Sunday, February 28, 2021

"Pamela" by Toto

Song#:  3419
Date:  02/20/1988
Debut:  84
Peak:  22
Weeks:  19
Genre:  Soft Rock

Pop Bits:  Toto did not have an easy time following up their #4 Grammy-winning 1982 album Toto IV. Although 1984's Isolation and 1986's Fahrenheit would be gold sellers, neither made the Top 10 and the only single to get near the Pop Top 10 was the #11 "I'll Be Over You" (from Fahrenheit). Undeterred, the band went into the studio to focus on a new album that would get them back into the game. They came up with their seventh album, appropriately titled The Seventh One, and this first single was released. It would do well over at AC reaching #9, but the song ended up stalling just short of the Pop Top 20. It would end up being Toto's final single to make the Pop chart. The results didn't do much for the album, which stopped at #64 to became their lowest peaking studio LP to-date. The band would not reach the Pop Album chart again until 2015.

ReduxReview:  Apparently, it was thought that since this song was reminiscent of the band's #1 classic "Roseanna," it would become a hit and draw fans back. It sort of worked. From what I've read, the band really put forth a concentrated effort to make the LP a hit and had full support of the label, including promotion. But not long after its release, changes took place at the label and those working towards making the LP and "Pamela" hits were gone and it left the band in the lurch. As a result (or so the thought goes), "Pamela" stalled, two other singles from the album failed to chart, and the album sold poorly. I can sort of see that. Certainly label push does help, but on the other hand, we already had "Roseanne," did we need another one? I just think by this time the corporate yacht rock that Toto had been dishing out was passé. It was like they were trying to recreate '82 at a time when other styles and genres had taken over the airwaves. In general, the song is not bad. Had it been released a few years earlier, it might have gone Top 10. It was a song that their album Isolation desperately needed. However, in '88 it just wasn't working and it ended up closing the Pop charting career of Toto.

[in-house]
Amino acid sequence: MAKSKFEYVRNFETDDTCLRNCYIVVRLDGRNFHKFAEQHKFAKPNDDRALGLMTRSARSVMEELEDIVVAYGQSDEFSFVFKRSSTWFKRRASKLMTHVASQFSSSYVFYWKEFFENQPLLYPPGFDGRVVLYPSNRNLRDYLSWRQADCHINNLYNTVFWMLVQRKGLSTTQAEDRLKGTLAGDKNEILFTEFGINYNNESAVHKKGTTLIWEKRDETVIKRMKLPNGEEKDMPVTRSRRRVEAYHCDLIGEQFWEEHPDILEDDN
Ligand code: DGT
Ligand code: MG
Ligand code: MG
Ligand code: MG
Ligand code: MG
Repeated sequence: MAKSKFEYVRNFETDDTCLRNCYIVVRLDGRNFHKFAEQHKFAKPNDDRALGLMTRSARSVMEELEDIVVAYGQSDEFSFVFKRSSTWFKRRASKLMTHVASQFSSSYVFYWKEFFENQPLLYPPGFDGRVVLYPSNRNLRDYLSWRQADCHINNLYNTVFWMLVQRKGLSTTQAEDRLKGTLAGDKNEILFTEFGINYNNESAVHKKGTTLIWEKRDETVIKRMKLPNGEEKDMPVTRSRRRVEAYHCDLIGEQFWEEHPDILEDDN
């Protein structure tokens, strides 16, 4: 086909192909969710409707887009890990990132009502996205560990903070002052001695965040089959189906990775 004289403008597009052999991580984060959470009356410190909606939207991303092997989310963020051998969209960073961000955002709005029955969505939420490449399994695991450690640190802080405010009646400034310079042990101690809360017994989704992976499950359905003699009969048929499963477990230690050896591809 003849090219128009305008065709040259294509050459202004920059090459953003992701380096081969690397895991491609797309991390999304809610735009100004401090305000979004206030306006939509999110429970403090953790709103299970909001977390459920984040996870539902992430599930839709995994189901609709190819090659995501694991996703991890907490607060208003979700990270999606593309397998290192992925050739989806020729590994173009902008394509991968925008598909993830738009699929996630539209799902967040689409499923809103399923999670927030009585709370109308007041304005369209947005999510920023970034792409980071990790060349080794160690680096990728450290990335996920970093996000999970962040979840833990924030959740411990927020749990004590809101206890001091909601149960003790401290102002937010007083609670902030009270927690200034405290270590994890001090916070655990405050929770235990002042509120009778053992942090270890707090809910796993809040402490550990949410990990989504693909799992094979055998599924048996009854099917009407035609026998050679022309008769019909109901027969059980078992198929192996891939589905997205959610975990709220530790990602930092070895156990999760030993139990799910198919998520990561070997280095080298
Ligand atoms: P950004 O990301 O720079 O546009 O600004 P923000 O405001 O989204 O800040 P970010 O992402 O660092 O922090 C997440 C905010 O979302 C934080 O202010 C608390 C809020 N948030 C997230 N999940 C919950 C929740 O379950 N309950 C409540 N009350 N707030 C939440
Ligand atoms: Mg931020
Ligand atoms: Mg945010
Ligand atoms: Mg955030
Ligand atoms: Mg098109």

ReduxRating:  6/10

Trivia:  After The Seventh One, the band would go through several changes, especially the lead vocalist position. Joseph Williams, who had taken over lead vocal duties in '86, would be fired from the band after the supporting tour for the LP. The band wanted to hire back original lead vocalist Bobby Kimball, but their label pushed them to hire South African vocalist Jean-Michel Byron. Byron would record four songs for the 1990 compilation Past to Present 1977-1990 and go out on the supporting tour. However, his different style, odd onstage antics, and attitude clashed with the rest of the band (and fans as well) and it wasn't long before he was fired. Band member Steve Lukather would then handle most of the lead vocal work. Later on in 1998, Kimball would rejoin the band and stay until 2008. Then Williams would return in 2010. Toto would continue to release albums over the years, but the only one that got them back on the Pop chart came in 2015 with Toto XIV. As of 2020, the only true members of Toto left were Steve Lukather and Joseph Williams. They would go out on tour with a new backing band.


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